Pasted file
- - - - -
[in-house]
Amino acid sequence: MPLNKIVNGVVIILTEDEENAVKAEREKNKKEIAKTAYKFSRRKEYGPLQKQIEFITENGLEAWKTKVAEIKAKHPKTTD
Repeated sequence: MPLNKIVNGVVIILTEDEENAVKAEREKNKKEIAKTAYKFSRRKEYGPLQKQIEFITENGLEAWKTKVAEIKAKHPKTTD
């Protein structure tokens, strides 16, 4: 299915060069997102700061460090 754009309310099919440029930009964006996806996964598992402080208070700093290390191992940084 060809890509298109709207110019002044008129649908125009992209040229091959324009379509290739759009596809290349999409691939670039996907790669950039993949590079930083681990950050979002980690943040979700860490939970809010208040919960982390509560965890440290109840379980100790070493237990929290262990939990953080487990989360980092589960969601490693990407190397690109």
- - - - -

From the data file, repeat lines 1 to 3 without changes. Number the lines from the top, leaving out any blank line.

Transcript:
[in-house]
Amino acid sequence: MPLNKIVNGVVIILTEDEENAVKAEREKNKKEIAKTAYKFSRRKEYGPLQKQIEFITENGLEAWKTKVAEIKAKHPKTTD
Repeated sequence: MPLNKIVNGVVIILTEDEENAVKAEREKNKKEIAKTAYKFSRRKEYGPLQKQIEFITENGLEAWKTKVAEIKAKHPKTTD